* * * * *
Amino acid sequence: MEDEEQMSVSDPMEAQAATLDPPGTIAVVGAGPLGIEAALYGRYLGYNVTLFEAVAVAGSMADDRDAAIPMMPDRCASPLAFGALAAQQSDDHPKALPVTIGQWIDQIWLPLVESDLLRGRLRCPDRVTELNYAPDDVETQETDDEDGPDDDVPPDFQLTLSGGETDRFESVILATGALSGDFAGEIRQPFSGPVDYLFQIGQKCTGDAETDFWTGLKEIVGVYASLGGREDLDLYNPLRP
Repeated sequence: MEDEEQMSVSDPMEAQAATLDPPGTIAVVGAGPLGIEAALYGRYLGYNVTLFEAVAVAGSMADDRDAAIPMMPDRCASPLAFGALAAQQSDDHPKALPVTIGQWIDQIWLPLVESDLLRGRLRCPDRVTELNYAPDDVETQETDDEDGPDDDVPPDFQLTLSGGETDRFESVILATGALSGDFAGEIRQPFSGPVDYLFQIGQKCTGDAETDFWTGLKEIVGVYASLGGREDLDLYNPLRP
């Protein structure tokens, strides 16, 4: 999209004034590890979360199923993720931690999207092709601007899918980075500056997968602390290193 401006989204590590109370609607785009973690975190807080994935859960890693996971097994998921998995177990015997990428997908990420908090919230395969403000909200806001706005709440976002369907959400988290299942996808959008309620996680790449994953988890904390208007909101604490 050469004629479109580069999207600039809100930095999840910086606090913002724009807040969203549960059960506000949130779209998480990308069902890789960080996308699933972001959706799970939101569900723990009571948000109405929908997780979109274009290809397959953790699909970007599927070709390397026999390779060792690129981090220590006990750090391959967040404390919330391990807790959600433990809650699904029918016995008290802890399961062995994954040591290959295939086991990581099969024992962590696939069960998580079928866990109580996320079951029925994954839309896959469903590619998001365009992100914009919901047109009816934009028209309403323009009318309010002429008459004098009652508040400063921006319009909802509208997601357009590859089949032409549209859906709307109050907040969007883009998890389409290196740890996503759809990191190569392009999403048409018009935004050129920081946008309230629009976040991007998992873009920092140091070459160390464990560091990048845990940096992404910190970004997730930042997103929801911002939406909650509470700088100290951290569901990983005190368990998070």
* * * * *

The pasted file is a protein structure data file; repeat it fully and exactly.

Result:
Amino acid sequence: MEDEEQMSVSDPMEAQAATLDPPGTIAVVGAGPLGIEAALYGRYLGYNVTLFEAVAVAGSMADDRDAAIPMMPDRCASPLAFGALAAQQSDDHPKALPVTIGQWIDQIWLPLVESDLLRGRLRCPDRVTELNYAPDDVETQETDDEDGPDDDVPPDFQLTLSGGETDRFESVILATGALSGDFAGEIRQPFSGPVDYLFQIGQKCTGDAETDFWTGLKEIVGVYASLGGREDLDLYNPLRP
Repeated sequence: MEDEEQMSVSDPMEAQAATLDPPGTIAVVGAGPLGIEAALYGRYLGYNVTLFEAVAVAGSMADDRDAAIPMMPDRCASPLAFGALAAQQSDDHPKALPVTIGQWIDQIWLPLVESDLLRGRLRCPDRVTELNYAPDDVETQETDDEDGPDDDVPPDFQLTLSGGETDRFESVILATGALSGDFAGEIRQPFSGPVDYLFQIGQKCTGDAETDFWTGLKEIVGVYASLGGREDLDLYNPLRP
């Protein structure tokens, strides 16, 4: 999209004034590890979360199923993720931690999207092709601007899918980075500056997968602390290193 401006989204590590109370609607785009973690975190807080994935859960890693996971097994998921998995177990015997990428997908990420908090919230395969403000909200806001706005709440976002369907959400988290299942996808959008309620996680790449994953988890904390208007909101604490 050469004629479109580069999207600039809100930095999840910086606090913002724009807040969203549960059960506000949130779209998480990308069902890789960080996308699933972001959706799970939101569900723990009571948000109405929908997780979109274009290809397959953790699909970007599927070709390397026999390779060792690129981090220590006990750090391959967040404390919330391990807790959600433990809650699904029918016995008290802890399961062995994954040591290959295939086991990581099969024992962590696939069960998580079928866990109580996320079951029925994954839309896959469903590619998001365009992100914009919901047109009816934009028209309403323009009318309010002429008459004098009652508040400063921006319009909802509208997601357009590859089949032409549209859906709307109050907040969007883009998890389409290196740890996503759809990191190569392009999403048409018009935004050129920081946008309230629009976040991007998992873009920092140091070459160390464990560091990048845990940096992404910190970004997730930042997103929801911002939406909650509470700088100290951290569901990983005190368990998070």